It is easy for me in retrospect to say that I had seen it all coming–that I had recognized that real estate prices were grossly inflated and that the end was coming. I recall imploring my father to reinvest his proceeds into something that might provide a stable, pleasurable vocation for a semi-retired man, like buy and manage a hotel by the ocean. I can, however, say with certainty, that I had had no idea *when* the bubble was going to pop.

I think I can say fairly easily what the blindness-in-the-market was then: speculation. Speculation created a market for asset-backed derivatives which grew to such proportions that eventually the value of a bundle of mortgages as a bond to be traded eclipsed its value as a stable source of banking income. When this happened, banks began to “originate and sell,” that is, issue mortgages for the purpose of selling them immediately to companies who would repackage them as derivatives.

This rush to create paper naturally (artificially) increased the value of property, which brought the second wave of speculation–on property itself. Soon, investors were buying swaths of desert land in the hopes of just turning a profit.

Market incentives created the wrong environment. It created a massive spread of cheap housing in an area that had enough water to support one fifth of the population and required air-conditioning eight months out of every year. Furthermore, everybody’s job was still in the LA basin, which meant that commuters were spending prodigious amounts of fuel everyday carting themselves to their jobs–about a ninety minute drive away.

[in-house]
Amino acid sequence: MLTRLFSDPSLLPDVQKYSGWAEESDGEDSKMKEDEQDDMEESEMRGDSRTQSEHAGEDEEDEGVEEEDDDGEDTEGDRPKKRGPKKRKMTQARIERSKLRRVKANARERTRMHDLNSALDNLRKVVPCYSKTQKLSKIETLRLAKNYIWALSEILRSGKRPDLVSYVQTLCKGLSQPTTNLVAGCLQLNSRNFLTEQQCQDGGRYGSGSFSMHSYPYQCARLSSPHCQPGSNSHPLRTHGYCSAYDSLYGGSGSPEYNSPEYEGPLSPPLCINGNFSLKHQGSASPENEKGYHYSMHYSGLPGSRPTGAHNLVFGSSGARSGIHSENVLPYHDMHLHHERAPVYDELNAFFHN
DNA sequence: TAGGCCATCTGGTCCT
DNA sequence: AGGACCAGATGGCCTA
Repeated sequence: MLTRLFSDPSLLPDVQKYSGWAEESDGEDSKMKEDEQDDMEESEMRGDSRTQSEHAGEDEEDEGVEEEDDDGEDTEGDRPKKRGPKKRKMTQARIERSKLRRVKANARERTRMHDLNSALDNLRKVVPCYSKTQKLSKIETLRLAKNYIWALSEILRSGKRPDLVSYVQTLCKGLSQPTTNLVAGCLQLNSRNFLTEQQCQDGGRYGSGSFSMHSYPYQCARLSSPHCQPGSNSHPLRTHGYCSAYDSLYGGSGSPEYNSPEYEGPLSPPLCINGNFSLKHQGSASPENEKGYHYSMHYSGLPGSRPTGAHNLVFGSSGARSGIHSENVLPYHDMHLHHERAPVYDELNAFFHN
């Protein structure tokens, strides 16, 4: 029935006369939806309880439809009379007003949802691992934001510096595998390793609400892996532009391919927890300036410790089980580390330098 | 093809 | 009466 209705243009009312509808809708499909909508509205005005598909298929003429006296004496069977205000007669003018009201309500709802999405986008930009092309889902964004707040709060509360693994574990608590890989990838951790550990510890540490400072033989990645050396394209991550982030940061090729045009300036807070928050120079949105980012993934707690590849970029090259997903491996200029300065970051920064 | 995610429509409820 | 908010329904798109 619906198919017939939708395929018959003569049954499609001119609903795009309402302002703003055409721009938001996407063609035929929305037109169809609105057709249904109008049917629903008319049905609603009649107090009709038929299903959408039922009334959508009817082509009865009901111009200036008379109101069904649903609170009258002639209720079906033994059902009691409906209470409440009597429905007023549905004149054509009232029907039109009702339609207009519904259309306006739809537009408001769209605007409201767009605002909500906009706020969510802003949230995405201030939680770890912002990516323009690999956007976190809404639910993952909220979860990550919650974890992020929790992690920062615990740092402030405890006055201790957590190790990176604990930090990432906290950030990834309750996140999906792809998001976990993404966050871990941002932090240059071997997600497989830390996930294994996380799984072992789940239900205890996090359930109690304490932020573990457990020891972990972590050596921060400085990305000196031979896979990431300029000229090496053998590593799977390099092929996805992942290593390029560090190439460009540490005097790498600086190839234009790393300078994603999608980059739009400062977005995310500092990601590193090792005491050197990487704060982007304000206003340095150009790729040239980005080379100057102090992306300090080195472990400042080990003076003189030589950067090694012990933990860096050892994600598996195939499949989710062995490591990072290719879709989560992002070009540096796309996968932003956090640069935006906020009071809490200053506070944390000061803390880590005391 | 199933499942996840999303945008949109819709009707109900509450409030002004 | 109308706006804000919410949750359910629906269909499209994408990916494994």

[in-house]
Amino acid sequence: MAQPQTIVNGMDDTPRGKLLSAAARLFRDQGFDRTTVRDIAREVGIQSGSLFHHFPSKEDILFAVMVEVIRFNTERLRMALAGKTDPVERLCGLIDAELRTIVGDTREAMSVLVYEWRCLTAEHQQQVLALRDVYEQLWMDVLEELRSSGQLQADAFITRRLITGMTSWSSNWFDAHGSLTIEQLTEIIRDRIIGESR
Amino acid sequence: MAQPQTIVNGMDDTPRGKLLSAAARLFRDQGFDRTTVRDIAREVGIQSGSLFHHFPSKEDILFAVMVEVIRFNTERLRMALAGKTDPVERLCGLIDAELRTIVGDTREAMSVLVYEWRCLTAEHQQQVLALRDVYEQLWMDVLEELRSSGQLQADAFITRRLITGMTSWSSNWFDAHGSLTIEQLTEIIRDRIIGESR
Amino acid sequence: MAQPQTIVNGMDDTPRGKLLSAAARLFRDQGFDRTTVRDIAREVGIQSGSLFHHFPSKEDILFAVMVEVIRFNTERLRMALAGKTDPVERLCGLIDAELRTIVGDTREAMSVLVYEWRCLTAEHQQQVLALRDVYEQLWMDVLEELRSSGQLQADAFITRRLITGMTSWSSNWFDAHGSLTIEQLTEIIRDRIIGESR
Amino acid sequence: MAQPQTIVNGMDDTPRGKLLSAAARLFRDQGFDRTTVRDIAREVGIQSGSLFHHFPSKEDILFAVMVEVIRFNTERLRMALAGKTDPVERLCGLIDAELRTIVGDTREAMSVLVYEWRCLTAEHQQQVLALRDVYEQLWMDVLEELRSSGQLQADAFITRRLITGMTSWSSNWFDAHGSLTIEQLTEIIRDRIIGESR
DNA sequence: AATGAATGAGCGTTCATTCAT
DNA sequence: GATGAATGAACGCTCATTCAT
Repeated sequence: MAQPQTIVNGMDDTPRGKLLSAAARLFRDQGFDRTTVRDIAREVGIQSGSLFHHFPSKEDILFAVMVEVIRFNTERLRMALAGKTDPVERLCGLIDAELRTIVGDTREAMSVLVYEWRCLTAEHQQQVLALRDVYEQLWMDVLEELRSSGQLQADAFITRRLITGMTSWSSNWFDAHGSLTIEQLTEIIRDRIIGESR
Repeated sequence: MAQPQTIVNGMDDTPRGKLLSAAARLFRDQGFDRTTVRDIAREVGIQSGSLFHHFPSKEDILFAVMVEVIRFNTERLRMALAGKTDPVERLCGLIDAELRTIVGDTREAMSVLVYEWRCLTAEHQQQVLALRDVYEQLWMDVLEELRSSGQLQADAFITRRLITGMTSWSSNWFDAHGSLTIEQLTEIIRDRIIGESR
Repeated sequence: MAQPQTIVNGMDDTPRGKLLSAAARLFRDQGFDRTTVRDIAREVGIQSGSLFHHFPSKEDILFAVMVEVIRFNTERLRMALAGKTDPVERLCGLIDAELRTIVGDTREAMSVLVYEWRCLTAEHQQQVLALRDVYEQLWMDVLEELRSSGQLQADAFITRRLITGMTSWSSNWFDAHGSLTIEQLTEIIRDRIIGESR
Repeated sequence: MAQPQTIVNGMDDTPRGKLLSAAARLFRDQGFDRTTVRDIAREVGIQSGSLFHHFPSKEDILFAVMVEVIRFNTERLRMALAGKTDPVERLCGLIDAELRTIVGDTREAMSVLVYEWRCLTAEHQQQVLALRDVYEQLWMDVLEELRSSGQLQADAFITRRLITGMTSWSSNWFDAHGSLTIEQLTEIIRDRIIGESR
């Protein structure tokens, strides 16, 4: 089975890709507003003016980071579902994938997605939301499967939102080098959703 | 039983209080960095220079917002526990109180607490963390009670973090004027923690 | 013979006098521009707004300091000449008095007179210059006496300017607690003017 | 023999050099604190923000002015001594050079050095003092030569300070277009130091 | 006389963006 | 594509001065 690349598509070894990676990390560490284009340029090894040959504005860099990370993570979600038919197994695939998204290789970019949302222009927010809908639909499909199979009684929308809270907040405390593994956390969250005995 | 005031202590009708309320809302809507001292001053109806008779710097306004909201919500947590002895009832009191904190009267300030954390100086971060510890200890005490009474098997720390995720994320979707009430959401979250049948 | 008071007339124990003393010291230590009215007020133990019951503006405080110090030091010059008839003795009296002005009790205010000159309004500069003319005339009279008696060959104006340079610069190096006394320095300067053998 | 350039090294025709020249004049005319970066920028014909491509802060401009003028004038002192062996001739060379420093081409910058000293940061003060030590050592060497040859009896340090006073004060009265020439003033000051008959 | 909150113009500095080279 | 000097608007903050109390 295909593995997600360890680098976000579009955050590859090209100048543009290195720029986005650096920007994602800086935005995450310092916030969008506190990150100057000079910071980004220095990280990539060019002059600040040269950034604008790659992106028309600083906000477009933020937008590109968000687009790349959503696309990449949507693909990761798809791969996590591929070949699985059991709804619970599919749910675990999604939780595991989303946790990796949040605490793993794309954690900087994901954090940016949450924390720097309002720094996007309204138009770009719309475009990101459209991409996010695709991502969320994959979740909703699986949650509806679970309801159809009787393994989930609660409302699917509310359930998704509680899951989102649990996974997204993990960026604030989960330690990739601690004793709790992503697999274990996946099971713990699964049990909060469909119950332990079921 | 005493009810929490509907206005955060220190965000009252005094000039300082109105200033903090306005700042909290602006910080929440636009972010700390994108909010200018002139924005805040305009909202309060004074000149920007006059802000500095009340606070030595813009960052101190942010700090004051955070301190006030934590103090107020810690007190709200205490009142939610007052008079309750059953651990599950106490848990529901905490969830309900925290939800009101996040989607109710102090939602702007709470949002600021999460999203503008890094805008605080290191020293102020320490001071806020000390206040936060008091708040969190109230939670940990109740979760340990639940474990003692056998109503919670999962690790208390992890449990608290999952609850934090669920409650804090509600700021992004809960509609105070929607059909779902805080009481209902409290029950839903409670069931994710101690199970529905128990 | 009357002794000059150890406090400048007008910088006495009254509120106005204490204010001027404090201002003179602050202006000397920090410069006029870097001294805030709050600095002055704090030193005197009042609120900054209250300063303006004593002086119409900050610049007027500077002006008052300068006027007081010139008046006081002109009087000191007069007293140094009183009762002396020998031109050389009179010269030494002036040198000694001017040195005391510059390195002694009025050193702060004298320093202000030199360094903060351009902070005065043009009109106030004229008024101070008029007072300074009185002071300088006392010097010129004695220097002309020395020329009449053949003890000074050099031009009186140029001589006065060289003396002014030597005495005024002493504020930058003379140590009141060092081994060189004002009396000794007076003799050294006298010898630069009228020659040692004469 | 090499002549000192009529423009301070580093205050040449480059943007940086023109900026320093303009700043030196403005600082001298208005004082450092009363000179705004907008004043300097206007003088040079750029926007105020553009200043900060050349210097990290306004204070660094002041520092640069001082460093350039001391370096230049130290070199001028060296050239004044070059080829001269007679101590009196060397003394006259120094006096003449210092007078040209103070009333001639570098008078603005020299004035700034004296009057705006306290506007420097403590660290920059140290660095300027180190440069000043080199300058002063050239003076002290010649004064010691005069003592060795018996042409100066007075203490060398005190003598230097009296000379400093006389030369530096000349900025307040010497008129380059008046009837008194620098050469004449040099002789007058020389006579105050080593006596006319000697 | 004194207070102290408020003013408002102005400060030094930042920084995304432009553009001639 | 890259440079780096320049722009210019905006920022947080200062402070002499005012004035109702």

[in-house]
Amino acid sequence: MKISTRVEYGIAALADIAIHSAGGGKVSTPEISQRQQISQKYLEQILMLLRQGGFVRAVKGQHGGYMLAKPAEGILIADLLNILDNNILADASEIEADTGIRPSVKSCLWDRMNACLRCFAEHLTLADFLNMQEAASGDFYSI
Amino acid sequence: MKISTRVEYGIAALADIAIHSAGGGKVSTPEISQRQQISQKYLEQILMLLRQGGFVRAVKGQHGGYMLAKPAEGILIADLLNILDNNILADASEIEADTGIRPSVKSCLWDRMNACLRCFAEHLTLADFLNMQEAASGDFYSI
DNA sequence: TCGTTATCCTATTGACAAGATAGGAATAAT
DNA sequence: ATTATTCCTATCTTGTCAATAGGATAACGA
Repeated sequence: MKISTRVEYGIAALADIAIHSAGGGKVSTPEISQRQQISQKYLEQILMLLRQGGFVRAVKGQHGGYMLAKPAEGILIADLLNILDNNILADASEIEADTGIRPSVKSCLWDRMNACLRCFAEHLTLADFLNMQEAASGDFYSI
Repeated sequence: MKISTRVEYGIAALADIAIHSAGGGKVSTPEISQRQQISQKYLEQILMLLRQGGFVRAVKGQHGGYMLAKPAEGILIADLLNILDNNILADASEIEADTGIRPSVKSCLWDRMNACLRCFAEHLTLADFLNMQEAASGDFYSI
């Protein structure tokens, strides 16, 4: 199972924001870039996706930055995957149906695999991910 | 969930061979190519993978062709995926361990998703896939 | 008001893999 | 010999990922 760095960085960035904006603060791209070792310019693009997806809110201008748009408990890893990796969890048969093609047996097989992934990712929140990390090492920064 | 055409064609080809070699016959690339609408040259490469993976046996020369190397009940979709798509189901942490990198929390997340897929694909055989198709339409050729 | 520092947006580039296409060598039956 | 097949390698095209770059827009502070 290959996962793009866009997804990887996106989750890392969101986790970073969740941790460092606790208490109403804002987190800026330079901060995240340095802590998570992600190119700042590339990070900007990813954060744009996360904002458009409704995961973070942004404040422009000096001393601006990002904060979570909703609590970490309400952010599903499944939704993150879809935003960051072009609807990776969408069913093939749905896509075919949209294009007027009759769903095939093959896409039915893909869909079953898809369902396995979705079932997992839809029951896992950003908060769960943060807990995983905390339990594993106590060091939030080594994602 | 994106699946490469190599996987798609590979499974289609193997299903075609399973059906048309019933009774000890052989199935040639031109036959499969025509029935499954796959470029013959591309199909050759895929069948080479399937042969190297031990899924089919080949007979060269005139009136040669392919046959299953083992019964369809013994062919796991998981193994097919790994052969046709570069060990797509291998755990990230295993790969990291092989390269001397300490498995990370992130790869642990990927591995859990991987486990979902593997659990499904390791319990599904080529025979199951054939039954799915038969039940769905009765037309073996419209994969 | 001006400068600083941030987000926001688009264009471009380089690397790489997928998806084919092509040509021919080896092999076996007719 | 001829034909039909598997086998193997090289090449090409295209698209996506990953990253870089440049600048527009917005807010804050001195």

Who profited, and who took a loss? The homebuyer, if they held onto their home, took a loss, and if they didn’t, they took a major hit to their credit. The homebuilder made a sizable profit, but had to close up shop when the market soured, and had to eat any inventory that they were stuck with (raw land, houses). The traditional banks that made shoddy loans and shouldered their own risk took a huge hit, while “originate and sell” lenders made massive profits (their risk had been sold off to be repackaged as asset-backed derivatives and peddled to the national investor–ultimately the U.S. government would insure that risk).

What would a “healthy” market have done? Well, my opinion is that a healthy market does not reward usury. Billions of dollars were made selling bonds of insurance policies insuring derivatives constructed out of mortgage bonds made of many many mortgages. To what social purpose is this level of financial abstraction? To what social gain is this inflated pile of leveraged paper? A “healthy” market is one which rewards those who provide a service of some social benefit.

“Speculator” is not a job. As far as I am concerned, a speculator is a professional gambler–somebody who is trying to subvert risk in order to exceed the natural time-value of money. Notice, of course, that I am not indicting venture capitalists, who by virtue of their investment and labor, create a company, a technology, a service, an innovation. It is an indictment of an economic structure which attracts its best and brightest to the effort of shifting piles of paper and inventing new, more abstract ones to no social consequence.